You seem unable to distinguish between scientific experiments and thought experiments, nor between cultural differences and biological differences. As such, it is unsurprising that you are appalled, because you are incapable of recognizing that different things are indeed, different.

            If you cannot accept something as simple and obvious as different ethnic groups having cultural differences which leads to different behavior which leads to different outcomes, then your beliefs are totally and completely different from reality.

    2. You can try as many times as you like kenji. We can also give you as many examples as you like. We can explain why the senior figure within British motorsport no longer uses the racist nickname for Hamilton (in public at least). We can point you to Wolffs recent comments on what he has seen and had pointed out to him. We can discuss the use of the term **** music in relation to some garage music that the teams play, we can talk about why at some meets the pit lane reporters were described as ‘pit *******. You could do some simple research on the internet or listen to black participants on their experiences. We can look at the three people within F1 who have recently been sacked. But none of that matters to you, you will always find an excuse , because nothing will stop you being who you are.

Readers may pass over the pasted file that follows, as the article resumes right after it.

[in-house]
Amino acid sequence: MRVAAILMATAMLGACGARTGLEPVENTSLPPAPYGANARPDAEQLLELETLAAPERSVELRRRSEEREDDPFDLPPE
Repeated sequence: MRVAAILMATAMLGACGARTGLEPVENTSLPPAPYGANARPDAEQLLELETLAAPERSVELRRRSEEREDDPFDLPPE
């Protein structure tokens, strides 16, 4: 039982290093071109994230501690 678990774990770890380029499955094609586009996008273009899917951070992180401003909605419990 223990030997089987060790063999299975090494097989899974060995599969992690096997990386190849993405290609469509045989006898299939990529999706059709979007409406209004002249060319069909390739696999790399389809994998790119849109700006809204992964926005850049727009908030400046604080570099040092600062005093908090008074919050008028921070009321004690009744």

3. So you want examples, but only from Ham supporters? What an odd request. But seeing what you are, hardly surprising I suppose. I would offer the sacking of four people employed in F1 within the last year, but I’m sure you would have a reason why that and any other examples, don’t count.